Tommy is a wedding, portrait and travel photographer based in Kent, UK. He’s also created commercial work for Sony Music, Olympus and Pixapro. As a vlogger and cinematic video producer, he shares content on his growing YouTube channel and gives live photo talks.
Every month in Digital Photographer magazine (opens in new tab), we shadow a pro photographer and glean their tips, tricks and techniques on a different genre of image-making.
After watching Tommy’s moving talk at last year’s (virtual) Photography Show, we knew that he was the perfect person to shadow behind the scenes of a shoot. Luckily for us, he already had a very personal project in the pipeline, and was more than willing for us to join in on the day.
The idea of the shoot sounded a little unorthodox at first, but unravelled as a beautiful idea: Tommy’s close friend Hazel was due to get married, but unfortunately the wedding didn’t go ahead.
Hazel still wanted to wear her vintage style wedding dress, and as Tommy was originally booked for the wedding day, she asked him to photograph her on an empowering shoot. Here's how he captured such a dramatic image...
Shooting this dramatic look in 5 steps
1. Light sources
Tommy uses a PIXAPRO 55cm beauty dish as the main key light. He also sets up a bare bulb with a CTO gel behind Hazel, and experiments with the power of each.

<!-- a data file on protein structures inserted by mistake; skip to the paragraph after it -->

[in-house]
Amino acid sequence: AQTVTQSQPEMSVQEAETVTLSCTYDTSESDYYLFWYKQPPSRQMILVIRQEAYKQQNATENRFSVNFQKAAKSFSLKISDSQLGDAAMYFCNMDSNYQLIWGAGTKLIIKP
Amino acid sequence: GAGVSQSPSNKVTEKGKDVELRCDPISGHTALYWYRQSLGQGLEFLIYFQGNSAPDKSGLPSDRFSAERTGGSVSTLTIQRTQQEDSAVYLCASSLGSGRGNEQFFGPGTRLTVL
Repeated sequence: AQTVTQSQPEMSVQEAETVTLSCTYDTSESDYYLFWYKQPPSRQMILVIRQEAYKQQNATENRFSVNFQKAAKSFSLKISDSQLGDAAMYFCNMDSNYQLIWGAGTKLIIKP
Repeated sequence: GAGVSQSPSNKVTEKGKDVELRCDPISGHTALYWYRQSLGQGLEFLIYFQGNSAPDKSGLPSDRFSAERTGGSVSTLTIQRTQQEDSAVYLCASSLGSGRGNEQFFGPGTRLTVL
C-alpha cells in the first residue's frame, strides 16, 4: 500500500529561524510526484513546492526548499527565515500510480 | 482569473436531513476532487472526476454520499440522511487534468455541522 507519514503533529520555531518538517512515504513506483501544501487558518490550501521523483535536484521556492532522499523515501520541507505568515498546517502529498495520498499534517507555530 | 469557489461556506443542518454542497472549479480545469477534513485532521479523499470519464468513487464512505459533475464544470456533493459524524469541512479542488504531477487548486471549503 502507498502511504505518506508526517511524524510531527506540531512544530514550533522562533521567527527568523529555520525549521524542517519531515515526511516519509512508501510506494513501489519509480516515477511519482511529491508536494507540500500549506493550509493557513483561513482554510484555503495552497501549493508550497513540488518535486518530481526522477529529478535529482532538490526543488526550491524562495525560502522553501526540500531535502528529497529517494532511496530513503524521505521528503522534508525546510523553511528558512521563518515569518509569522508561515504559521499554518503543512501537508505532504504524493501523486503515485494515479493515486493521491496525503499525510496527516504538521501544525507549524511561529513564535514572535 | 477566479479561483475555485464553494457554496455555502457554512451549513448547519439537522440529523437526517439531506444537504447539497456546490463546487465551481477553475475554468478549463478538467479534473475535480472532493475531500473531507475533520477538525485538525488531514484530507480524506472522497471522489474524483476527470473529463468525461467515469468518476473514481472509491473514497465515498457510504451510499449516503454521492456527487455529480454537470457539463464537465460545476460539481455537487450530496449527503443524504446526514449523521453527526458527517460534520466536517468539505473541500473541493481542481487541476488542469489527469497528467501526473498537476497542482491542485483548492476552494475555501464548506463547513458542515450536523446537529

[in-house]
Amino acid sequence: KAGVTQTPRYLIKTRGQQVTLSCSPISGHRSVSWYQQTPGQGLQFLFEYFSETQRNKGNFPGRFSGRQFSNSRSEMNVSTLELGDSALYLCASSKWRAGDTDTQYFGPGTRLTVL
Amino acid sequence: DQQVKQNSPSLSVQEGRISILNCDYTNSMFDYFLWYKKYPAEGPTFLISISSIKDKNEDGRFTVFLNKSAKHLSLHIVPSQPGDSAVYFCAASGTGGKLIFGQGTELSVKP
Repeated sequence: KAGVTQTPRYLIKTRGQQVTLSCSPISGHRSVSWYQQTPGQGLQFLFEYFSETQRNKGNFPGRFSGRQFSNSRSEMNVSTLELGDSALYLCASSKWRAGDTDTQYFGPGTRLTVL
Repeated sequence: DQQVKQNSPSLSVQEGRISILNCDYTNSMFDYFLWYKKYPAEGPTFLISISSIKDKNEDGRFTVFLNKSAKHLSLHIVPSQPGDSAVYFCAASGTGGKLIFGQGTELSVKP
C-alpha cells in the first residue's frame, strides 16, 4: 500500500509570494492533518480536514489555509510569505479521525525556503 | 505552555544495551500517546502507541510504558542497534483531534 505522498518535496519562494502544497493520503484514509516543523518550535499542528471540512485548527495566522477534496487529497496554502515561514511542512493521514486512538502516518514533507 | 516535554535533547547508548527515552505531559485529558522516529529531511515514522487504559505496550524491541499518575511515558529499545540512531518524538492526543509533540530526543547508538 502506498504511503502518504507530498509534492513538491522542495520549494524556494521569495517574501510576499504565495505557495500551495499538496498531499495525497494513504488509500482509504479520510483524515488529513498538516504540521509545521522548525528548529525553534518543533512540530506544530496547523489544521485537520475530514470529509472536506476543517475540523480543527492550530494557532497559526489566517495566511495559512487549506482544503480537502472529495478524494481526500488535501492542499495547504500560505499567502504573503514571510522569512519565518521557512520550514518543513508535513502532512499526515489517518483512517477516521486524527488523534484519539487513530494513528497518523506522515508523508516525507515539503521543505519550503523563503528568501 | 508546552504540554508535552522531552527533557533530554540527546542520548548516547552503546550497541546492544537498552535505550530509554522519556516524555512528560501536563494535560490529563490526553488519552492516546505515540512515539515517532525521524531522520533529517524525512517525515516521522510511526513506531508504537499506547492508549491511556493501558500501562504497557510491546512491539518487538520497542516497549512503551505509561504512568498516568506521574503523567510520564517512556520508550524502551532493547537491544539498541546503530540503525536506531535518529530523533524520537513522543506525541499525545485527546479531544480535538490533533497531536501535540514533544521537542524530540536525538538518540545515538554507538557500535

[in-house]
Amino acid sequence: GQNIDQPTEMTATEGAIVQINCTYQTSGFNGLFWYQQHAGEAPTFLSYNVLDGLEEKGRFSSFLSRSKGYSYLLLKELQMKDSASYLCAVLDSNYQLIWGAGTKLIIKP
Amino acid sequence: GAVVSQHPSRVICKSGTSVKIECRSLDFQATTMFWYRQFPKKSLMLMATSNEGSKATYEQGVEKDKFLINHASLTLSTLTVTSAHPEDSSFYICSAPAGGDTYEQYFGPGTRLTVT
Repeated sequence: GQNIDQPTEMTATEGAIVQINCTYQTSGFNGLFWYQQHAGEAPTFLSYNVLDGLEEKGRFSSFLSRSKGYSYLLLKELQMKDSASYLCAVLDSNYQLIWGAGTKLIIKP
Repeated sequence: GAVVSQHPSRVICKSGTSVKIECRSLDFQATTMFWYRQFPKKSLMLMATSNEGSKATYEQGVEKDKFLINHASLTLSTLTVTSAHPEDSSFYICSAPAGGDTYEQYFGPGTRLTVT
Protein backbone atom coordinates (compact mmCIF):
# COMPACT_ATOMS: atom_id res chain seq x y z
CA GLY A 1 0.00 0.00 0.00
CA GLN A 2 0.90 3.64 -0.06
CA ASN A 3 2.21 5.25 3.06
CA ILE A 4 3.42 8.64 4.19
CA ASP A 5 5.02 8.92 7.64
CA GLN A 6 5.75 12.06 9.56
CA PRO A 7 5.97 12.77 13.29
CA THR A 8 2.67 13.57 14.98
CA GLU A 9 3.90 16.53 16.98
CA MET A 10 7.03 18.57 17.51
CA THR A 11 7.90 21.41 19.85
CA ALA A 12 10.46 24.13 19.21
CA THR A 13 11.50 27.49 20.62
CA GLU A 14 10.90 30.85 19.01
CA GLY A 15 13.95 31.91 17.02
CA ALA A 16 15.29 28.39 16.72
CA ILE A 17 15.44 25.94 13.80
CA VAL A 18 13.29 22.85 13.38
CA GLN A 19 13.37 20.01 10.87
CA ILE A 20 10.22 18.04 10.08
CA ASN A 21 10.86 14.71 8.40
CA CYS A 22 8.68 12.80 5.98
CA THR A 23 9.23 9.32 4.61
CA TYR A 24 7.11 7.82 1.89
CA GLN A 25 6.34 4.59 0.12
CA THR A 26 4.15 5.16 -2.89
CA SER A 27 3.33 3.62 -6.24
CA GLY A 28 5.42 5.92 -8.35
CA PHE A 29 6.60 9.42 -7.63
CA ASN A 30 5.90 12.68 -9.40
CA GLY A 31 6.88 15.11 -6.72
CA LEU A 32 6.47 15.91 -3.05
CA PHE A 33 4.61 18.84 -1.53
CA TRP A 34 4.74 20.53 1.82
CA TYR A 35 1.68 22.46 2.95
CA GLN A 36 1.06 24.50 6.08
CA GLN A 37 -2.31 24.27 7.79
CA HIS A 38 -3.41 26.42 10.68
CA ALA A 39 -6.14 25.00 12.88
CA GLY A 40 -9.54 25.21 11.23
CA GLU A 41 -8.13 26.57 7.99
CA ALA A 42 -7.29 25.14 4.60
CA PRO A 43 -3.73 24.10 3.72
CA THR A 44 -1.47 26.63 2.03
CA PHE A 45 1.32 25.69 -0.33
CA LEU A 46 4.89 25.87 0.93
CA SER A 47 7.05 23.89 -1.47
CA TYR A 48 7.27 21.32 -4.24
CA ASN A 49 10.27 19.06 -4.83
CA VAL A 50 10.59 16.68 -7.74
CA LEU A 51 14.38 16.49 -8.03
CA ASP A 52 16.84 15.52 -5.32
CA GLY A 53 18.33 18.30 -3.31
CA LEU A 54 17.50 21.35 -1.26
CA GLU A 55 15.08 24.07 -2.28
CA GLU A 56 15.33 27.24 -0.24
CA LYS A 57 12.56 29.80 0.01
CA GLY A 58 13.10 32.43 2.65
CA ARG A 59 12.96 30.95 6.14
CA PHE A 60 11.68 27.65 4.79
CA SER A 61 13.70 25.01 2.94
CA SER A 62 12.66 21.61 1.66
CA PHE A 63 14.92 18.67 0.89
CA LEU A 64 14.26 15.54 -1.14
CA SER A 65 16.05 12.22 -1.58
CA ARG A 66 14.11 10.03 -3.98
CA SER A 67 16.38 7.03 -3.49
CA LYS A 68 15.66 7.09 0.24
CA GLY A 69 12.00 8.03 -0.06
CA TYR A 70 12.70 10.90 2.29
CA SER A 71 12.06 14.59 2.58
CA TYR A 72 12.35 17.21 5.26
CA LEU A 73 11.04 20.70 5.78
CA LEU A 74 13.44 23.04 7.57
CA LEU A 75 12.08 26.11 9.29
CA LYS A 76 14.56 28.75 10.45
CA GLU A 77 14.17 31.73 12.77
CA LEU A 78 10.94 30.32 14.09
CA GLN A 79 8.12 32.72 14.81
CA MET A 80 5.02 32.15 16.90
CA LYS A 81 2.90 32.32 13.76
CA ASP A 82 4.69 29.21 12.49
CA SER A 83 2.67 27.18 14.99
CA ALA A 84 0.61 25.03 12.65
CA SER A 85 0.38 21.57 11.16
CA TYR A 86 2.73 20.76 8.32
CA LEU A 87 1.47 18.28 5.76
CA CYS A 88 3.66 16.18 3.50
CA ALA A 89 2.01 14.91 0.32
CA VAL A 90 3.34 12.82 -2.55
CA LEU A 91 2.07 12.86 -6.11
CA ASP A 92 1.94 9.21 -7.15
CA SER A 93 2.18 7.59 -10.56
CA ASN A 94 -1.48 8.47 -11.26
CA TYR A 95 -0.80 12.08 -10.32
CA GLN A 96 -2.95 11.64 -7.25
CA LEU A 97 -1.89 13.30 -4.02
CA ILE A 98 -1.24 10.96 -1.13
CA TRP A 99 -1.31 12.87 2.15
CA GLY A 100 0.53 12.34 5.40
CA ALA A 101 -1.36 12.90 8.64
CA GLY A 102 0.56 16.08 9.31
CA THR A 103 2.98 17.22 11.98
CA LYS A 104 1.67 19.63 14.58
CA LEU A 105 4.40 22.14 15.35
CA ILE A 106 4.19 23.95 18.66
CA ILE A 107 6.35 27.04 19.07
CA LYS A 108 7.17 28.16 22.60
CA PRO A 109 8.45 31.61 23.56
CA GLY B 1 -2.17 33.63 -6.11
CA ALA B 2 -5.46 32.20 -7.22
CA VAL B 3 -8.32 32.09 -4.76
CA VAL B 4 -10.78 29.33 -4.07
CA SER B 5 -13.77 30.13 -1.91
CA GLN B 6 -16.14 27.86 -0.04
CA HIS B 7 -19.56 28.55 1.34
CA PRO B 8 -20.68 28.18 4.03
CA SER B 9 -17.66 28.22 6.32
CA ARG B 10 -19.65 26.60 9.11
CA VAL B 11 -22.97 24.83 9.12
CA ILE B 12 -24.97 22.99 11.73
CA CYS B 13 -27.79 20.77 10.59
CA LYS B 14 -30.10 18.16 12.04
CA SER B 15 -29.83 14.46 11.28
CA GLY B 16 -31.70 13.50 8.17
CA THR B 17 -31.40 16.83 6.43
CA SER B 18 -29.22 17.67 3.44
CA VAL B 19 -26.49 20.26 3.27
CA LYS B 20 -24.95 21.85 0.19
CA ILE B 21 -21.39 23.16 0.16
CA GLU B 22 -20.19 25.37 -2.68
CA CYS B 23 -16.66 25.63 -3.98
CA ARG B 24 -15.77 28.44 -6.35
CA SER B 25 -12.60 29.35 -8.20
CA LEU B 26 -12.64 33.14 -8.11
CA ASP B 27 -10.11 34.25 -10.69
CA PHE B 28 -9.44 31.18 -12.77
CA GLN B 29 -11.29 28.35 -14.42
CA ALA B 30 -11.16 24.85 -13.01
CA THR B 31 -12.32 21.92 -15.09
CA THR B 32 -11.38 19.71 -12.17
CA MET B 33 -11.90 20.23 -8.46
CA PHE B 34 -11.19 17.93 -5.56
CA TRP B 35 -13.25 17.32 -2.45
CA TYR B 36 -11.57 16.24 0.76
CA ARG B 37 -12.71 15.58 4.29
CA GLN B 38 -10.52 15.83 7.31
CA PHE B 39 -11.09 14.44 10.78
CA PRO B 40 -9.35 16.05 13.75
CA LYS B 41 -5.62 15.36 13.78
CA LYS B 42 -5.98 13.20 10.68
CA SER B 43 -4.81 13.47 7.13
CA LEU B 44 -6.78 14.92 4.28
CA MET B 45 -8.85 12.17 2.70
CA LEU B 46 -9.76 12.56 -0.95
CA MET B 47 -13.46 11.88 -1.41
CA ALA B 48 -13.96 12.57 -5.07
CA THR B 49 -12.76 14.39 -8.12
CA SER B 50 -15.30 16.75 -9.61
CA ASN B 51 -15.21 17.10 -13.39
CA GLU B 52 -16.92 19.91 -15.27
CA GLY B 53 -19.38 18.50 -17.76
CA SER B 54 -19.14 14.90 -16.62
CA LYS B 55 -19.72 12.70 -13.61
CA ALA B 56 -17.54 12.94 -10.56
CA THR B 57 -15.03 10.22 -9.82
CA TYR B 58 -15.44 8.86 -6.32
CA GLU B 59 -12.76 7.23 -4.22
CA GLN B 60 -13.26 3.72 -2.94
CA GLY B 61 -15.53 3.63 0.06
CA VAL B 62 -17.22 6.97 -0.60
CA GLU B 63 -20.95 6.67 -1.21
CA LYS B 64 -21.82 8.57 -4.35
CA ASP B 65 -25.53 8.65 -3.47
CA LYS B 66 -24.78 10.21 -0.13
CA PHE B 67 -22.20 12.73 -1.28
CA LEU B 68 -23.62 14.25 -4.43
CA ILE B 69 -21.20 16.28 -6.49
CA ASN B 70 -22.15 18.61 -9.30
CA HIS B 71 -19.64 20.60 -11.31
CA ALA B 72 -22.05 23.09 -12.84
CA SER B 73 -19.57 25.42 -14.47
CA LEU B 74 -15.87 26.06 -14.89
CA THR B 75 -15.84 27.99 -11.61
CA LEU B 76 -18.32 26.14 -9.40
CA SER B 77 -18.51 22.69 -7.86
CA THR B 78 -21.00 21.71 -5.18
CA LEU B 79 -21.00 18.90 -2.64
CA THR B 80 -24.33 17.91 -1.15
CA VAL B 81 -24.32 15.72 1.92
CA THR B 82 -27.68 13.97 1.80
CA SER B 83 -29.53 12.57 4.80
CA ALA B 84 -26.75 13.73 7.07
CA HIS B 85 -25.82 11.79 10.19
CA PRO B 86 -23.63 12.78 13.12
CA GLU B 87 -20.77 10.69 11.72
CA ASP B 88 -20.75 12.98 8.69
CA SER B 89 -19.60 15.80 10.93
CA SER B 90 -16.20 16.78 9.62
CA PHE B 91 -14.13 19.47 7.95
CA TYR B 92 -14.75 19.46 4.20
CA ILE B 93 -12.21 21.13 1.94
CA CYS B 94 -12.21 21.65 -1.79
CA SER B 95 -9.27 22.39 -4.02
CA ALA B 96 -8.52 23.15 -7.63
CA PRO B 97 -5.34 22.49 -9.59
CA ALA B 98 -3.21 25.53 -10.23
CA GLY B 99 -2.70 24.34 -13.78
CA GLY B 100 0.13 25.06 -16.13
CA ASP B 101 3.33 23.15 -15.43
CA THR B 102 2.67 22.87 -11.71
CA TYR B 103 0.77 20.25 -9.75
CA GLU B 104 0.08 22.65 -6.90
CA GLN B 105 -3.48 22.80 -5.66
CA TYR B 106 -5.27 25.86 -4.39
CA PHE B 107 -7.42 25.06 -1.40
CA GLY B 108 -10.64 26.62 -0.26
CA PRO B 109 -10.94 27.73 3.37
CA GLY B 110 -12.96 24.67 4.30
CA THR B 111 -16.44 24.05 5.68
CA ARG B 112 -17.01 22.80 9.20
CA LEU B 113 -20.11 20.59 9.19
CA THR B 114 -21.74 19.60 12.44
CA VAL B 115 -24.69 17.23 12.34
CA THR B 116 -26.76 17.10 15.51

2. Fill light
A RIKO400 400Ws Ring Flash was mounted to the front of Tommy’s camera to provide fill lighting. This slightly reduced the contrast of the scene and created a softer look.
3. Light modifiers
Confident studio users often modify the light for professional results. Tommy also added an optical snoot with a horizontal gobo and a color temperature orange (CTO) gel.
4. Lens choice
Tommy used a Sigma 35mm f/1.4 lens for this portrait, a wider focal length which enabled him to include the studio surroundings, props and Hazel’s full dress in the frame.
5. Camera settings
In a controlled studio environment, aim to set the camera to its lowest ISO. Tommy used Manual exposure mode, ISO 50 and Live View to compose.
“How is the light shaped? You don’t need to spend loads of money on powerful strobes. Instead, invest in different modifiers for different looks,” says Tommy.
Aside from having a solid understanding of lighting, directing models is an important element of any studio session. Working with people comes more naturally to some pros than others, and although Tommy already knew Hazel, he still had to give her enough posing feedback.
When you’re not working with professional models or subjects that feel comfortable in front of the camera, giving guidance can help them to feel more at ease.
“I tell the model to fidget,” Tommy says. “It’s my favourite phrase to use, especially if you’re not the most confident. Fidgeting allows them to make little movements between photos that feels right without you having to give them specific direction. Works like a charm.”
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